Kinder Dissertation Fellows' Panel on Democracy and Religious History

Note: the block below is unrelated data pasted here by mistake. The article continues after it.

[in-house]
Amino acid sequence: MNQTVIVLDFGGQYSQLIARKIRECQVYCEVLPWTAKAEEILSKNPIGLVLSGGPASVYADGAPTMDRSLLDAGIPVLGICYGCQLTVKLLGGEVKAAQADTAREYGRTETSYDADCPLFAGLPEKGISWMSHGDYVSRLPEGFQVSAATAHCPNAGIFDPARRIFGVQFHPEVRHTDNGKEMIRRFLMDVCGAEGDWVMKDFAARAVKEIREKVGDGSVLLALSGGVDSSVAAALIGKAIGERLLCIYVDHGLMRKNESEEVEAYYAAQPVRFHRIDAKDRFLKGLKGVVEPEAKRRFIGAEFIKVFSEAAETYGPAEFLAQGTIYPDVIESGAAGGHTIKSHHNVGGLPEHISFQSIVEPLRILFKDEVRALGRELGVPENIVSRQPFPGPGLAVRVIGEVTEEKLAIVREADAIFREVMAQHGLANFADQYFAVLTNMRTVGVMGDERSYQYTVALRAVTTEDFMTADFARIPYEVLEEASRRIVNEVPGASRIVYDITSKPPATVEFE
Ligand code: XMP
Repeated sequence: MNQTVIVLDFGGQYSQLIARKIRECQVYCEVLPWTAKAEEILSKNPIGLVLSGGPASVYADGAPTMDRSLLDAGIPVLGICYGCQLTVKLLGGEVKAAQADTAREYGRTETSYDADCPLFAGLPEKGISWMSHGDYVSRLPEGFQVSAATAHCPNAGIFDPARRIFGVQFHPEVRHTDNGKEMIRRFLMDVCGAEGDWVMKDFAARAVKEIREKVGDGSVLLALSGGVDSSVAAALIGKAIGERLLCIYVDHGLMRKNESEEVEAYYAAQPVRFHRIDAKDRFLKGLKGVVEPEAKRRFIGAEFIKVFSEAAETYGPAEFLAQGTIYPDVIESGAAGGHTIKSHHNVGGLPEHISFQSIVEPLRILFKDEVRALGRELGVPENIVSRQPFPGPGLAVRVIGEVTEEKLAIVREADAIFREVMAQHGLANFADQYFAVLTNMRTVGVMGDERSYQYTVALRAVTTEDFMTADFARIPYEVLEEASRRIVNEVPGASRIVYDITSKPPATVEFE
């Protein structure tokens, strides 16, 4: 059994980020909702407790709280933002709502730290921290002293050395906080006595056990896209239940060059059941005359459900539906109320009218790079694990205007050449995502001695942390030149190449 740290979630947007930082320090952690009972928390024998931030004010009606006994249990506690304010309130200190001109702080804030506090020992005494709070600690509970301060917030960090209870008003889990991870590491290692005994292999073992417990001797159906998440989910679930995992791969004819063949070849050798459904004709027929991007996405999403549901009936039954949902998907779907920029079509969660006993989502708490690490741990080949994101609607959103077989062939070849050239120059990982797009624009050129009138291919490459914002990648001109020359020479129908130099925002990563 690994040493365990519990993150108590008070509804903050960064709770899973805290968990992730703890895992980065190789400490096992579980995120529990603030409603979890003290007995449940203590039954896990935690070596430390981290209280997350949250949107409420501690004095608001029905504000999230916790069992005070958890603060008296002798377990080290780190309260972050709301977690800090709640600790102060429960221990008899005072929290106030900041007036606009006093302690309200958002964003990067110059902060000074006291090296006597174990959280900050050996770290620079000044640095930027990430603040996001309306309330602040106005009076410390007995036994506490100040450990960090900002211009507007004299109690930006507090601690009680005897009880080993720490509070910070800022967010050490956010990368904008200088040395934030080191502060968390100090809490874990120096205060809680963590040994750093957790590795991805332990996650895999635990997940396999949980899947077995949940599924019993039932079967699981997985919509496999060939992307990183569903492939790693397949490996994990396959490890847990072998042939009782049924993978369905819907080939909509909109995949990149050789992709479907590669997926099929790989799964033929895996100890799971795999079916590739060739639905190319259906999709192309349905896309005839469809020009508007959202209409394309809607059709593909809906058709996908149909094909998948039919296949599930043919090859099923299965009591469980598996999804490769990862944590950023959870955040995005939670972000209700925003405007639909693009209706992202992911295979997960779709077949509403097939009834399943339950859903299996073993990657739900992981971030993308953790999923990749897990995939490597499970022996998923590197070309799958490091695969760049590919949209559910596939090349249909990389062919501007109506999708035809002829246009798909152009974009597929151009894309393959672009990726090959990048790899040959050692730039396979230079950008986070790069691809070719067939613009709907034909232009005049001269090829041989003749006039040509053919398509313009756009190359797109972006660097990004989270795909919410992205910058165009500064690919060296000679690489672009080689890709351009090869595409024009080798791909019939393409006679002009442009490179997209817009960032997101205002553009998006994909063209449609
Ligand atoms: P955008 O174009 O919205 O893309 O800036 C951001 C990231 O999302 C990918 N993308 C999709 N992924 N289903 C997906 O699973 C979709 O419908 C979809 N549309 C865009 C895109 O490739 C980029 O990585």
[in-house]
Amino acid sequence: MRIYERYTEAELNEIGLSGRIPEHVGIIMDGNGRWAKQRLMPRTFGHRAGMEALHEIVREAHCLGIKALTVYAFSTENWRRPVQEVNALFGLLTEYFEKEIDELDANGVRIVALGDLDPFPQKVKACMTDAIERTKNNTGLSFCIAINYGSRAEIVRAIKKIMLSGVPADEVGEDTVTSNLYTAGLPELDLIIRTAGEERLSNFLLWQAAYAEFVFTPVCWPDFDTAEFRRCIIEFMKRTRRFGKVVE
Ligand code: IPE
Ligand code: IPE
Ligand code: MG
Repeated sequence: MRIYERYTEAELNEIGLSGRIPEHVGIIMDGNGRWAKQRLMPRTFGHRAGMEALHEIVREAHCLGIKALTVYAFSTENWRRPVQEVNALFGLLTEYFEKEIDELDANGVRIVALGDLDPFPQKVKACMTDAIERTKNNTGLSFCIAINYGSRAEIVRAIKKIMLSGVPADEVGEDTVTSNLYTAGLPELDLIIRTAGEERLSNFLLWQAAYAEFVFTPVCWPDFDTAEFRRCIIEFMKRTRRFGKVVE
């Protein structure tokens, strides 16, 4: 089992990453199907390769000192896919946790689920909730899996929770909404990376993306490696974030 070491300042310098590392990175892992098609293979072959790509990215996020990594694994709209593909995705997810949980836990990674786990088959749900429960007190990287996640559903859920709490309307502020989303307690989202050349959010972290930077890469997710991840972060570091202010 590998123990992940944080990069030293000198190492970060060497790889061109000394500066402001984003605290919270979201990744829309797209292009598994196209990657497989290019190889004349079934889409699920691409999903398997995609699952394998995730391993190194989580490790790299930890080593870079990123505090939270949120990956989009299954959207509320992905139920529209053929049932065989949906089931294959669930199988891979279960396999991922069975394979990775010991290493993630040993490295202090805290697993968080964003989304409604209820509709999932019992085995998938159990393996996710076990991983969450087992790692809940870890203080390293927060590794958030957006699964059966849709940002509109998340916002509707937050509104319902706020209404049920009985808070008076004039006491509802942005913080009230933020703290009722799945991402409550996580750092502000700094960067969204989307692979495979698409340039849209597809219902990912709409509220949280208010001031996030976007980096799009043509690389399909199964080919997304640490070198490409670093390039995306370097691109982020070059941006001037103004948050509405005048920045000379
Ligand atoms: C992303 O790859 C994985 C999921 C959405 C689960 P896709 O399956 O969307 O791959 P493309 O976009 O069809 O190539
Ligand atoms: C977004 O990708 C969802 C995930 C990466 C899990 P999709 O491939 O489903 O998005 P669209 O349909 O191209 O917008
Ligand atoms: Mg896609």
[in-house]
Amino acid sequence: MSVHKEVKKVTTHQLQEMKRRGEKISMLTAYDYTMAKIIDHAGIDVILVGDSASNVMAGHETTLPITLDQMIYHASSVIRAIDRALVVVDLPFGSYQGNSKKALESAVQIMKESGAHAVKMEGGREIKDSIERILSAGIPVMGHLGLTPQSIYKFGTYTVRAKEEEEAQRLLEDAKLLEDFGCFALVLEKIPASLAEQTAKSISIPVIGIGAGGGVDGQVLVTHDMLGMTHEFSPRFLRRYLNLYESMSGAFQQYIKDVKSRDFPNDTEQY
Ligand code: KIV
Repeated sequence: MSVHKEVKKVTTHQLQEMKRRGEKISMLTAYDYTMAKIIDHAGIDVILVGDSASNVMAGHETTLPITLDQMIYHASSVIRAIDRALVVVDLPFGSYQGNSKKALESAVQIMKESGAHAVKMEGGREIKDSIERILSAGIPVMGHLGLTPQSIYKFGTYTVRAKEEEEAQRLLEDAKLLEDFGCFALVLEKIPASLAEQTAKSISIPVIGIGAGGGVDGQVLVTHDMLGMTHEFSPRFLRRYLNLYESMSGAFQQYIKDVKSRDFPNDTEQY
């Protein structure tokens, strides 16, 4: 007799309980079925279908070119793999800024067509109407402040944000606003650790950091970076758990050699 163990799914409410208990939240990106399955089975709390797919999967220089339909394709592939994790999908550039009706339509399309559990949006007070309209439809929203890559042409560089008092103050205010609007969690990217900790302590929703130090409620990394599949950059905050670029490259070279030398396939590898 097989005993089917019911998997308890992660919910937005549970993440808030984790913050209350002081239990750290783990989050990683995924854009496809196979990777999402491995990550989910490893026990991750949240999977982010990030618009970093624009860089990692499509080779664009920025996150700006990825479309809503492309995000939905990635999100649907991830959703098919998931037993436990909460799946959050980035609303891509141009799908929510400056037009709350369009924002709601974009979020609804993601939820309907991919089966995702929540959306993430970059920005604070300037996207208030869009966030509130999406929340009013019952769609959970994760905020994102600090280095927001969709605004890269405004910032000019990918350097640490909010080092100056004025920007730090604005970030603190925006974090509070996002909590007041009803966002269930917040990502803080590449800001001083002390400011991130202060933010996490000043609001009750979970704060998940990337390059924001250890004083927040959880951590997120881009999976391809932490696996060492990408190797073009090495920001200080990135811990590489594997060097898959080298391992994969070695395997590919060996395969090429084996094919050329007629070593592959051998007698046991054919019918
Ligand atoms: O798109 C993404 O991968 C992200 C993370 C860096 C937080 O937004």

The History Department’s Kinder Dissertation Fellows convened on October 27, 2014, to discuss the relationship between constitutional democracy and American religious history that they’ve observed in the course of their doctoral research. In a presentation titled, “‘Beware of Foreign Influence’: Anti-Catholicism and Religious Liberty in Early Nineteenth-Century America,” Cassie L. Yacovazzi focused on nativists’ fear that a rapidly growing Catholic population in the United States posed a serious threat to American democratic values. In tracing how this fear devolved into political action and public violence designed to disenfranchise Catholics, Yacovazzi argued that the nineteenth-century historical narrative of anti-Catholic sentiment in the U.S. ultimately reveals the difficulty that the nation has faced, and still faces, in striking a balance between the First Amendment cornerstones of religious liberty and disestablishment. Jennifer L. Wiard followed with a discussion of how democratic principles influenced American evangelicalism in the Progressive era. Concentrating on Billy Sunday’s legacy, Wiard demonstrated how, by encouraging community participation and by elevating laypeople–and especially women–to positions of leadership, the organizational structure of Sunday’s urban revivals not only mirrored the practices but also forwarded the causes of progressive politics in the early twentieth-century. Finally, Jonathan Root presented on the rise and swift collapse of Oral Roberts’ City of Faith. After providing background on the abundant life preachers of the 1970s and 1980s, Root turned to examining the questions regarding freedom of choice and religious disestablishment that were raised in Oklahoma courts as they decided on the need for and constitutionality of Roberts’ short-lived medical complex. A Q&A followed the panel discussion, which was moderated by Law School Professor and Forum faculty member Carli Conklin.

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